In September 1565, France and Spain were both trying to seize sole possession of Florida in an effort to oust the other from having a presence in the New World. The French were based in Fort Caroline, near present-day Jacksonville, and were led by the naval officer and navigator, Jean Ribault. Admiral Pedro Menéndez de Avilés led the Spanish, located at the newly established city of St. Augustine, some 65 km (40 mi) from Fort Caroline. On 20 September, Ribault and his troops set south by sea to attack the Spanish settlement at St. Augustine. Ribault’s top aide, René de Laudonnière, warned the French leader not to do so as he believed a powerful storm could be at sea and a Spanish attack on Fort Caroline might also occur. Ribault did not heed these warnings. A hurricane did make landfall across the area on 22 September, decimating the French fleet. A few hundred crewmen working the five ships survived and were tossed ashore somewhere between present-day Matanzas Inlet and Cape Canaveral, FL. Interestingly, at the same time that Ribault was at sea trying to get to St. Augustine, de Avilés and his troops were marching north towards Fort Caroline. The Spanish fleet killed most of the remaining Frenchmen at the unguarded fort and later destroyed Ribault and the remainder of his battalion when the two groups finally crossed paths some place near Matanzas Inlet, which is about 23 km (14 mi) south of St. Augustine. This defeat, accomplished in part with the help of the hurricane, eliminated French control in Florida.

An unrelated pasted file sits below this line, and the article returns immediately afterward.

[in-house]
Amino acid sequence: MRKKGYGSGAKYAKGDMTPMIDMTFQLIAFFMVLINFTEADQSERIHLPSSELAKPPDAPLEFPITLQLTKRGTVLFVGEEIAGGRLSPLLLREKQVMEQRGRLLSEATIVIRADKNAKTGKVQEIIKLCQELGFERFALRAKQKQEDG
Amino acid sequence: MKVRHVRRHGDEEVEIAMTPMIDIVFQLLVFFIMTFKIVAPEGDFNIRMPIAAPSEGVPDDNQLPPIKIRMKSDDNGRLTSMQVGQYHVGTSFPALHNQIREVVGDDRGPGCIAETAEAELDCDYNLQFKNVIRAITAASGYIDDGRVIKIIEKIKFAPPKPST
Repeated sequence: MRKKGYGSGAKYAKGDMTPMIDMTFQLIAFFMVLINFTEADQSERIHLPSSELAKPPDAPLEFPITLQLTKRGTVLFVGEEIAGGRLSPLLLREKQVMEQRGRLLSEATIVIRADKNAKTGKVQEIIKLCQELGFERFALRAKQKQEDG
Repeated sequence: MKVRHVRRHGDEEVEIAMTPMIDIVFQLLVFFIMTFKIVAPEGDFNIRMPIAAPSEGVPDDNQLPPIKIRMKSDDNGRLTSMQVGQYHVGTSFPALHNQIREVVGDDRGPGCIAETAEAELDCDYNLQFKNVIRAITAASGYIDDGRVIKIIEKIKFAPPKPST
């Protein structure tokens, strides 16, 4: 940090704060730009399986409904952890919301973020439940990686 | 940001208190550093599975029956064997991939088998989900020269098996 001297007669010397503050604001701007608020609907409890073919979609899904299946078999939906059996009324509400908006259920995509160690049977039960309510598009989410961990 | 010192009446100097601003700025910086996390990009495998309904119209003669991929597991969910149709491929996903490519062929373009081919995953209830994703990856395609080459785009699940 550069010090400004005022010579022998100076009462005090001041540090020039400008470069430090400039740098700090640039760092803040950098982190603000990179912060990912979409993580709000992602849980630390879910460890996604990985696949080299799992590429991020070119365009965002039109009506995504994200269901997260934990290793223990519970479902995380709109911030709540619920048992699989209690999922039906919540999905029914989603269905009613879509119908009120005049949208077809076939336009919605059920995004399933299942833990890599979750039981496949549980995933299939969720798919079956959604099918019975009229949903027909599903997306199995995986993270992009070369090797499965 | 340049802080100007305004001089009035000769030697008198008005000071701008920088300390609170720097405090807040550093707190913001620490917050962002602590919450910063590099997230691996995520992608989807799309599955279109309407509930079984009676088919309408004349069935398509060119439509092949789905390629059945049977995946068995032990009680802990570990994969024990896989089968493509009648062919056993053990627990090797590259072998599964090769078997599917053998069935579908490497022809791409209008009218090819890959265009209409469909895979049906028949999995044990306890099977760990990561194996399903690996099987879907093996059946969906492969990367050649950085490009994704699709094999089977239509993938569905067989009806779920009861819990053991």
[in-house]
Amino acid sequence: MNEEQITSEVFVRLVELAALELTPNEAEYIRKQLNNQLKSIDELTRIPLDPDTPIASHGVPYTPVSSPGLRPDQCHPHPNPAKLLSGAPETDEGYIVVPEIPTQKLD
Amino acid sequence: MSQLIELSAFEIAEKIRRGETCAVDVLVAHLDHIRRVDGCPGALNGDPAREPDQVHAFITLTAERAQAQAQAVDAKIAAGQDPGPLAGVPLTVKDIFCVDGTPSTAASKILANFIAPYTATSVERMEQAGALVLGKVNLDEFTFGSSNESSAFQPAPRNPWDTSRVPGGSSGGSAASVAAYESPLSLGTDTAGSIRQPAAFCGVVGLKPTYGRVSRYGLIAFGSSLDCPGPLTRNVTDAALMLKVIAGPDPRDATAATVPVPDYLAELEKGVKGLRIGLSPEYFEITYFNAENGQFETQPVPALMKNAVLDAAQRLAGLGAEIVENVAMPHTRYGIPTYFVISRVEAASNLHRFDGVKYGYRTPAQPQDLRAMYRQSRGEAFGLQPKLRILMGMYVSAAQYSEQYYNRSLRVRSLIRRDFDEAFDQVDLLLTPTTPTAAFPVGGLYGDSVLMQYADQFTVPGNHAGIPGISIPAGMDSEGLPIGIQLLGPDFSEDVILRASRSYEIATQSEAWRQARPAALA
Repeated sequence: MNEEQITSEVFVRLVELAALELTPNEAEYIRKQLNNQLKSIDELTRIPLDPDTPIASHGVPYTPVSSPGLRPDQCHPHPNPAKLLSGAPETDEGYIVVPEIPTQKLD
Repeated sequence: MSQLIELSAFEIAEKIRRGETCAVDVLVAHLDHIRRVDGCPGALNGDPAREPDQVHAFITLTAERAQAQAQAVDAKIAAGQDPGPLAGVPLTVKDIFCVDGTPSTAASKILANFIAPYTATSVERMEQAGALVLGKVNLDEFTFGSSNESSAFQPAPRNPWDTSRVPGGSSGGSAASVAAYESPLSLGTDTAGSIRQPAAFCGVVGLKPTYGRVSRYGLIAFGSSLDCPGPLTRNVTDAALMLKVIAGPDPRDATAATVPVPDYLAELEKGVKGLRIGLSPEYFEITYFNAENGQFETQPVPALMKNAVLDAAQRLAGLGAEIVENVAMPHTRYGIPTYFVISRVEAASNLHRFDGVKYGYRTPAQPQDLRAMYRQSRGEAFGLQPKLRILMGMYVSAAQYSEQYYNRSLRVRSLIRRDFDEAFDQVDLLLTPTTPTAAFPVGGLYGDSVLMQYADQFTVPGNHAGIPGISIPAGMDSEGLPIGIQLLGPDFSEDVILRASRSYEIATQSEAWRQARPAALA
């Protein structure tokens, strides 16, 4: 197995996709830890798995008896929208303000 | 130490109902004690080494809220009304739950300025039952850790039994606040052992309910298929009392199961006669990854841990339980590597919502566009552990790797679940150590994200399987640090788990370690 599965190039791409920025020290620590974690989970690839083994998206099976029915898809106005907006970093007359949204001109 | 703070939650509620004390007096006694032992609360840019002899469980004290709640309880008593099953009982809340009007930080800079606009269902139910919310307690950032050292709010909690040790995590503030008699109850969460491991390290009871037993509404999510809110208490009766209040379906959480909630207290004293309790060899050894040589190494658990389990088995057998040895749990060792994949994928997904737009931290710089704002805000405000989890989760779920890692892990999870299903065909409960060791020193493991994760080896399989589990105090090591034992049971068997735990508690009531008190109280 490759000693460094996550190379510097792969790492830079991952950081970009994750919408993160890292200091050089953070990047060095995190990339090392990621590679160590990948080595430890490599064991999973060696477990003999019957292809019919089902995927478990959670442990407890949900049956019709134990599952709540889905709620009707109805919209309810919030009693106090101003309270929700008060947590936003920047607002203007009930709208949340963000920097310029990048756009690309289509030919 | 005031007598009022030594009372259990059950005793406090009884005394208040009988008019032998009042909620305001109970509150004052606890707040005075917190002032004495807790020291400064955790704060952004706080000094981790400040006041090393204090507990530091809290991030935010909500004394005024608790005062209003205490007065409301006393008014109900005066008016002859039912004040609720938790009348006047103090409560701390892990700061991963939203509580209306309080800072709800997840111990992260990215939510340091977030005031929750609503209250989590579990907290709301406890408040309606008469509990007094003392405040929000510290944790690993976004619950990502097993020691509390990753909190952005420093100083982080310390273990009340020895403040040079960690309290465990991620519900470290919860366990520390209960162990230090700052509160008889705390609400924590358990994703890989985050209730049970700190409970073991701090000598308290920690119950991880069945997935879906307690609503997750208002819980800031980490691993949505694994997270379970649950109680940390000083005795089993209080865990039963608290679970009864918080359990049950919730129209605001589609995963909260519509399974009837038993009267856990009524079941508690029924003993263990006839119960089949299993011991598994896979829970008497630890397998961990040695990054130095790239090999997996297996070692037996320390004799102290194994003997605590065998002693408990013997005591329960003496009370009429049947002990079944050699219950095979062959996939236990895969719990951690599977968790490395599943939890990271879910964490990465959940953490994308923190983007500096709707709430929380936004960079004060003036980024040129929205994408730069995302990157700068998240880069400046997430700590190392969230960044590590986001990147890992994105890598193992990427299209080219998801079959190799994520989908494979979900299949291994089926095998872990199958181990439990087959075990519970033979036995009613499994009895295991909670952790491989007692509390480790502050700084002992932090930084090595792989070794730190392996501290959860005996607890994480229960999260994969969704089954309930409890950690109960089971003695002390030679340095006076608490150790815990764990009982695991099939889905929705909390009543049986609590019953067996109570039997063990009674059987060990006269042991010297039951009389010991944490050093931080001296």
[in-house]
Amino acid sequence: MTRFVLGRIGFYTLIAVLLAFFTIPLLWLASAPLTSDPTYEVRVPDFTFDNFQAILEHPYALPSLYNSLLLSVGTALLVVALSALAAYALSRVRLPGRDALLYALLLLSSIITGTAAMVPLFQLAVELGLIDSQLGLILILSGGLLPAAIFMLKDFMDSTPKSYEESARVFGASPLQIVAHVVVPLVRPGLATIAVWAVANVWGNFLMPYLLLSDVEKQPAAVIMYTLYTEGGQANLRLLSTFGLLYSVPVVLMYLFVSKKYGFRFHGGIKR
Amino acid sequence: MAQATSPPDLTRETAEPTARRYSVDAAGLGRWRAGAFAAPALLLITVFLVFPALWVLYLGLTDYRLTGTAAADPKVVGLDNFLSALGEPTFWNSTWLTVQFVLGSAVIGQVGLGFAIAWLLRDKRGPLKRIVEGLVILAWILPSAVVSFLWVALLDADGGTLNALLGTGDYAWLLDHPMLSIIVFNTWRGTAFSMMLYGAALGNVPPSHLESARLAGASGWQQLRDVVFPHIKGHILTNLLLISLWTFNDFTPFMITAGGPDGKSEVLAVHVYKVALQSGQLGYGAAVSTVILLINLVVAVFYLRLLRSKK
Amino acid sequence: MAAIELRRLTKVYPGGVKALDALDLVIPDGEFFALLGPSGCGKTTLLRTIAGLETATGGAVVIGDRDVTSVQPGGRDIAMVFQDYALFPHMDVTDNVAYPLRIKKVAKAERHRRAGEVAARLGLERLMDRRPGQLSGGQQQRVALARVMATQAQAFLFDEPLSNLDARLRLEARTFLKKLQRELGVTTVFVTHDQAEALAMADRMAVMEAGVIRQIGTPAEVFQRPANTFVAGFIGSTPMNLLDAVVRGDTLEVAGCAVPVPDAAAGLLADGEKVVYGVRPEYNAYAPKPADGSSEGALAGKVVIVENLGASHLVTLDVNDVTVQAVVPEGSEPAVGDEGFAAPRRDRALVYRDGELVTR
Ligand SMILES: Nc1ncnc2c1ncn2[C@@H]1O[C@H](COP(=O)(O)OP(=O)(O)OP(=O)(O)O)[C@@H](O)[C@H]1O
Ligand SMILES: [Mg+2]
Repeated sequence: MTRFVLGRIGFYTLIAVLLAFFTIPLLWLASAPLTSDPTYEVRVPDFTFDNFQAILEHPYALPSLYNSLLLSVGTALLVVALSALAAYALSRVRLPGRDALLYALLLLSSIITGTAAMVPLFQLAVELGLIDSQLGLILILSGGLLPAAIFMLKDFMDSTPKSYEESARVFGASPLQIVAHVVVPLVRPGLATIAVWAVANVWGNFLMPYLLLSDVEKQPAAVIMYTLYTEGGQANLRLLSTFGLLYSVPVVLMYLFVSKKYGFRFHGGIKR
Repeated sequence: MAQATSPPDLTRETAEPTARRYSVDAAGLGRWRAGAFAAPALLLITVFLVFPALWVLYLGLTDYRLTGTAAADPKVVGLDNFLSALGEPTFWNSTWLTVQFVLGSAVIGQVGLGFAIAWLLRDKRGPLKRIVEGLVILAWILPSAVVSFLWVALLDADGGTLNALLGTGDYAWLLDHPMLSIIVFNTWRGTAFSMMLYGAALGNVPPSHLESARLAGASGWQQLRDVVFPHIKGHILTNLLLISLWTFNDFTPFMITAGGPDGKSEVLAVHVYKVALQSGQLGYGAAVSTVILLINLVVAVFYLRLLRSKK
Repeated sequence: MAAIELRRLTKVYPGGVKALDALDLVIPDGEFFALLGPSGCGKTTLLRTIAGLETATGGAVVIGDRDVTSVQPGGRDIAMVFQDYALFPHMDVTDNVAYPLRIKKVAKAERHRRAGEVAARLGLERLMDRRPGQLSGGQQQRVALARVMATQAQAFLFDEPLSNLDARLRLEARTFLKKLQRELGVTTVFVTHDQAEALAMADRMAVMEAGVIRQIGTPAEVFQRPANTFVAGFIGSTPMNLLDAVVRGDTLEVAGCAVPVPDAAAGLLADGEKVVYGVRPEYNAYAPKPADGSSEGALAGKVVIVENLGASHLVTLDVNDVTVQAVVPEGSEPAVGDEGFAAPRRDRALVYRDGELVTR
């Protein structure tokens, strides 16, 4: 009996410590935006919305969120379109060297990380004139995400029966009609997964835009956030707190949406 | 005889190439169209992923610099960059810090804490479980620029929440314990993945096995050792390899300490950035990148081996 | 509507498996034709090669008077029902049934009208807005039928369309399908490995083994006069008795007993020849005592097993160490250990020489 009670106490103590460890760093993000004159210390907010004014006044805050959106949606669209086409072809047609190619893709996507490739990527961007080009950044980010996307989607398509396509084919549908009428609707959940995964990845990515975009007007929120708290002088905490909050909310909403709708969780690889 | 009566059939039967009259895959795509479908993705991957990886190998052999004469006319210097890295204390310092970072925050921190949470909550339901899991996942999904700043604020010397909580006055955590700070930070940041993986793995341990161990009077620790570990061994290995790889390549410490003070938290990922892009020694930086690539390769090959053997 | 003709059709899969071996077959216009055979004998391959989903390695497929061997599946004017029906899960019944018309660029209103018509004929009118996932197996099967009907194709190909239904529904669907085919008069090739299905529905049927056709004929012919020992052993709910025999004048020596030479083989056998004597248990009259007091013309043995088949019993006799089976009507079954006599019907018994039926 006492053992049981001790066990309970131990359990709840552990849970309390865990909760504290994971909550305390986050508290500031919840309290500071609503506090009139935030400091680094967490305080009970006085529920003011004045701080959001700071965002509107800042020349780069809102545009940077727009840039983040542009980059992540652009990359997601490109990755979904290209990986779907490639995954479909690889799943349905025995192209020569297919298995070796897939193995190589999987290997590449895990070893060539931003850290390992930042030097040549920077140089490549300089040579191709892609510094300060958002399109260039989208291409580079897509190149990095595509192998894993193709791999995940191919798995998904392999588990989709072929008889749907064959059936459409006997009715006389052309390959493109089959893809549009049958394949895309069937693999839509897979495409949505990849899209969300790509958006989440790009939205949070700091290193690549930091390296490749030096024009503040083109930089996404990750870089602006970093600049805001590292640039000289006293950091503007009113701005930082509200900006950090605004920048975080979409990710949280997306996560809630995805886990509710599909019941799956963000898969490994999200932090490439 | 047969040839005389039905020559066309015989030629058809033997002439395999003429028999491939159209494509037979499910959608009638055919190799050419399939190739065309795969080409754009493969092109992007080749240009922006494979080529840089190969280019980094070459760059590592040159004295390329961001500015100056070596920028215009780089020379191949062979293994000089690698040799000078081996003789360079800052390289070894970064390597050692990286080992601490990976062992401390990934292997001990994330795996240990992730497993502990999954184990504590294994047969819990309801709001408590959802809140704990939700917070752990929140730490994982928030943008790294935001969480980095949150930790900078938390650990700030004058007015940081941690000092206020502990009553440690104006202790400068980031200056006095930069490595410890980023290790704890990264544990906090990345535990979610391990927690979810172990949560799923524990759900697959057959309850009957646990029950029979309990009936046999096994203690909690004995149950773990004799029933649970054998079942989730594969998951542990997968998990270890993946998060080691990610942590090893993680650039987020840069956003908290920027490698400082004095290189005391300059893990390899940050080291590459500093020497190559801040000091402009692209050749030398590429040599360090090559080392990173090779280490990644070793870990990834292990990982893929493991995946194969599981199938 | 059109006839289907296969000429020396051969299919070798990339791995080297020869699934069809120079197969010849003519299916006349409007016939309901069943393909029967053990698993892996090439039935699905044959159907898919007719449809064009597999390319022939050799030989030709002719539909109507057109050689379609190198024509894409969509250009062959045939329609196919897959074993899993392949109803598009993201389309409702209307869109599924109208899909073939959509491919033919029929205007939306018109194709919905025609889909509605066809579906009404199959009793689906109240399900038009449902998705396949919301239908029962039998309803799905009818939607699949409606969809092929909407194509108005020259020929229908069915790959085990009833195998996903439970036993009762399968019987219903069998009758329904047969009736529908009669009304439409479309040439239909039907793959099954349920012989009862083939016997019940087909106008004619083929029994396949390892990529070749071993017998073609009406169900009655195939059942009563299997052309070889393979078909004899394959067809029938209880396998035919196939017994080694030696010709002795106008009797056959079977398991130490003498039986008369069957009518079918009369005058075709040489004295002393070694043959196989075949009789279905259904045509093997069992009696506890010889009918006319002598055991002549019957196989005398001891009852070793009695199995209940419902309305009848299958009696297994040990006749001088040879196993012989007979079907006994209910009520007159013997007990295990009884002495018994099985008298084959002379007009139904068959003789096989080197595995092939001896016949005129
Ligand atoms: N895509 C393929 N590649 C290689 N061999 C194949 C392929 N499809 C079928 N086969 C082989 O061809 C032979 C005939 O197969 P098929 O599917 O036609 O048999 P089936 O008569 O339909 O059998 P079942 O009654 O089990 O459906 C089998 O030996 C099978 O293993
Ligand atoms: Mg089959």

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Barnes, Jay. Florida’s Hurricane History. Chapel Hill: University of North Carolina Press. 1998. Pp 43.